Nancy Titanites Staff Member Moderator

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    Have a look at this photo of a bimac.
    http://www.tonmo.com/cephcare/BimacCareSheet.php
    A bimac has false eyespots, and you can see them in the photo. Yours would have small eyespots, but they should be visible, if it's a bimac. (And a bimac is not the only species with false eyespots.) If there are no eyespots, then perhaps it's something else.

    Nancy
     
  6. rudy

    rudy O. bimaculoides Registered

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    I thought he was gone today. Came home and could not find him so looked in the pump at the back of the aquarium (in the chamber) and found a brown mush at the pump. So I thought I would do this right and moved everything into the 75. 40 lbs of rock and the sand and rock from the 6 gallon. Moving the rock around my buddy appeared. Happy as ever and not affected by the move. He must have been hidden good as I looked everywhere. I got a pick of him as he proceeded to take shrimp from my hand. he definately has the spot like a bimac. (not blue on it but black with a white outline). His head also has a numch of pimple like spots that stick up. (sorry that is the only way I can explain them.

    I am very happy he is alive. I just hope this tank does not cycle to much
     
  7. rudy

    rudy O. bimaculoides Registered

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  8. Nancy

    Nancy Titanites Staff Member Moderator

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    Glad you found your little buddy! It's nice to have such an interactive octopus.

    It's early to move him to the larger tank - it probably will cycle. You need to watch ammonia levels very carefully and be prepared to do a lot of partial water changes.

    About an inch of sand would be nice, but it's a little late now. Maybe eventually add some live sand, a little at a time.

    You need to cover all intakes in some way - use netting and a cable tie or rubberband, mesh, some even use sponge.

    75 is too small for a vulgaris, but will do for a while, and as we said, you don't know for sure what you have.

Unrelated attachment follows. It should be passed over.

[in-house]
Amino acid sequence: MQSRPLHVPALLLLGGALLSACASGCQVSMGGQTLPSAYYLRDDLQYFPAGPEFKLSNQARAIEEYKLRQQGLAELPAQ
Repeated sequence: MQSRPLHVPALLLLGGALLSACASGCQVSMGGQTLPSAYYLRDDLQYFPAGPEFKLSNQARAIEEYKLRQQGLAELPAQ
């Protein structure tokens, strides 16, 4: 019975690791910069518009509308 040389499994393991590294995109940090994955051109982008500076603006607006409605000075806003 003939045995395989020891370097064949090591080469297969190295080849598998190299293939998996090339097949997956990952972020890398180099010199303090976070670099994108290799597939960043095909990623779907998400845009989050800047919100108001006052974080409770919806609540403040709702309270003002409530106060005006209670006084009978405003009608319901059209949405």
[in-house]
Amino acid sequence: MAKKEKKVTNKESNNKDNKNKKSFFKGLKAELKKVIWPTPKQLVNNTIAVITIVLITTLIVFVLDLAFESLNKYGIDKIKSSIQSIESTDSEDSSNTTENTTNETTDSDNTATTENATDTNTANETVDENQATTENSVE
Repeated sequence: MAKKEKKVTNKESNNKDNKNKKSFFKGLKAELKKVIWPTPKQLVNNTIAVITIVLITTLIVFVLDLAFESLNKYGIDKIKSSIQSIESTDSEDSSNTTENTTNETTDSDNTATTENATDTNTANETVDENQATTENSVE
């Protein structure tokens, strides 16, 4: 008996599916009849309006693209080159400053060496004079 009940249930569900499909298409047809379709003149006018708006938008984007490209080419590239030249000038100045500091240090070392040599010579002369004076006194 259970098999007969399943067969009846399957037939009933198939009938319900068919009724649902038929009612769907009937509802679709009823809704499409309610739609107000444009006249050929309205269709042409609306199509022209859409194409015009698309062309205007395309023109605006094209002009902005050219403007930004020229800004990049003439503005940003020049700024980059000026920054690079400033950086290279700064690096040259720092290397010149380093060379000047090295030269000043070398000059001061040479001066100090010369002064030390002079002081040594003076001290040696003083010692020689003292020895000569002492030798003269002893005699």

Nancy
     
  9. DrBatty

    DrBatty GPO Supporter

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    It is hard to say what species he is....

    I could be totally out on a limb here, but I thought bimacs were cold water species...I believe you said your octo was from Indo.... and Indonesia is not very chilly at all!

    My octo was also supposedly from Indonesia, labeled an A. Aculeatus.....but later turned out not to be one [and still I speculate what he could have been]. Having photos of your new buddy will help a great deal in ID.

    Also, as Nancy said, your new tank will cycle, as any tank would....Octos are meant to be transferred into tanks that have already cycled for a few months, so you'll have to be extra diligent testing the parameters of that tank you've put him in. Good luck!
     
  10. rudy

    rudy O. bimaculoides Registered

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    Pics posted in id section


    Also wanted to mention I appreciate the fact that nobody is flaming this thread. I realize this is not an ideal situation and am prepared to work to make it right.

    If possible could you advise whether I should or should not get a skimmer at this point. He is solo in the 75
     
  11. cuttlegirl

    cuttlegirl Colossal Squid Supporter Registered

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    Get a skimmer, it really helps with all of the waste that any cephalopod produces... Water changes are going to be necessary while your tank is cycling...